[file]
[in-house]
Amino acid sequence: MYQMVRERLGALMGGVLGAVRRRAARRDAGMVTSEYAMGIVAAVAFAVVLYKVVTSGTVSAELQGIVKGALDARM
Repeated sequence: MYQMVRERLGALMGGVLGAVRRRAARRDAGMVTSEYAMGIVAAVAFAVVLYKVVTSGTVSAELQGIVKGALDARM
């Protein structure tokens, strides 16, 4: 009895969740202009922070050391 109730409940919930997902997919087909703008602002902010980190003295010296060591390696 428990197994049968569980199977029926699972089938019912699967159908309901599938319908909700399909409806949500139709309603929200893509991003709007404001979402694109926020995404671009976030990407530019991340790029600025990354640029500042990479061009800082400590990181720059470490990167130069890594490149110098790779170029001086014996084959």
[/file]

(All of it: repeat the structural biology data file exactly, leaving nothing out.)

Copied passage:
[in-house]
Amino acid sequence: MYQMVRERLGALMGGVLGAVRRRAARRDAGMVTSEYAMGIVAAVAFAVVLYKVVTSGTVSAELQGIVKGALDARM
Repeated sequence: MYQMVRERLGALMGGVLGAVRRRAARRDAGMVTSEYAMGIVAAVAFAVVLYKVVTSGTVSAELQGIVKGALDARM
């Protein structure tokens, strides 16, 4: 009895969740202009922070050391 109730409940919930997902997919087909703008602002902010980190003295010296060591390696 428990197994049968569980199977029926699972089938019912699967159908309901599938319908909700399909409806949500139709309603929200893509991003709007404001979402694109926020995404671009976030990407530019991340790029600025990354640029500042990479061009800082400590990181720059470490990167130069890594490149110098790779170029001086014996084959």